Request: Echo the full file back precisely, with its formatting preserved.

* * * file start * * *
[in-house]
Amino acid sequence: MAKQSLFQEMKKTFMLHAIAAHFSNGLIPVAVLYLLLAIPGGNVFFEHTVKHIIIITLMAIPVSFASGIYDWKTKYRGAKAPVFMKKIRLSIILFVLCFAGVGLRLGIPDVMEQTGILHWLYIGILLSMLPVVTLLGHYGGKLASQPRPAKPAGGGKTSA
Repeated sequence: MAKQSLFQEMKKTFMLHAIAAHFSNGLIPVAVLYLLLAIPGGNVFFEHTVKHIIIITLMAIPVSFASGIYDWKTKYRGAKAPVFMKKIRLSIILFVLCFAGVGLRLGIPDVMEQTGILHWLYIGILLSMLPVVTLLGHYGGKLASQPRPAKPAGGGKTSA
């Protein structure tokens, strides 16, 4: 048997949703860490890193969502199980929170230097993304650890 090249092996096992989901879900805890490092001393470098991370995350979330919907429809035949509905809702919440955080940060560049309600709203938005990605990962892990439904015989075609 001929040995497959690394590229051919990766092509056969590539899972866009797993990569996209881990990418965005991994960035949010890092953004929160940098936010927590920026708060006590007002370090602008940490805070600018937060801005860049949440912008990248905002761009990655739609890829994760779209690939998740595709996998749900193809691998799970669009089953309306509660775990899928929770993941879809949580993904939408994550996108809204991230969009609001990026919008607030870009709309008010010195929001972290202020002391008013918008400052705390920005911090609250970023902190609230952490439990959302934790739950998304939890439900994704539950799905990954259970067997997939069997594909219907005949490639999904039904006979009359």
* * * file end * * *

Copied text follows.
[in-house]
Amino acid sequence: MAKQSLFQEMKKTFMLHAIAAHFSNGLIPVAVLYLLLAIPGGNVFFEHTVKHIIIITLMAIPVSFASGIYDWKTKYRGAKAPVFMKKIRLSIILFVLCFAGVGLRLGIPDVMEQTGILHWLYIGILLSMLPVVTLLGHYGGKLASQPRPAKPAGGGKTSA
Repeated sequence: MAKQSLFQEMKKTFMLHAIAAHFSNGLIPVAVLYLLLAIPGGNVFFEHTVKHIIIITLMAIPVSFASGIYDWKTKYRGAKAPVFMKKIRLSIILFVLCFAGVGLRLGIPDVMEQTGILHWLYIGILLSMLPVVTLLGHYGGKLASQPRPAKPAGGGKTSA
């Protein structure tokens, strides 16, 4: 048997949703860490890193969502199980929170230097993304650890 090249092996096992989901879900805890490092001393470098991370995350979330919907429809035949509905809702919440955080940060560049309600709203938005990605990962892990439904015989075609 001929040995497959690394590229051919990766092509056969590539899972866009797993990569996209881990990418965005991994960035949010890092953004929160940098936010927590920026708060006590007002370090602008940490805070600018937060801005860049949440912008990248905002761009990655739609890829994760779209690939998740595709996998749900193809691998799970669009089953309306509660775990899928929770993941879809949580993904939408994550996108809204991230969009609001990026919008607030870009709309008010010195929001972290202020002391008013918008400052705390920005911090609250970023902190609230952490439990959302934790739950998304939890439900994704539950799905990954259970067997997939069997594909219907005949490639999904039904006979009359």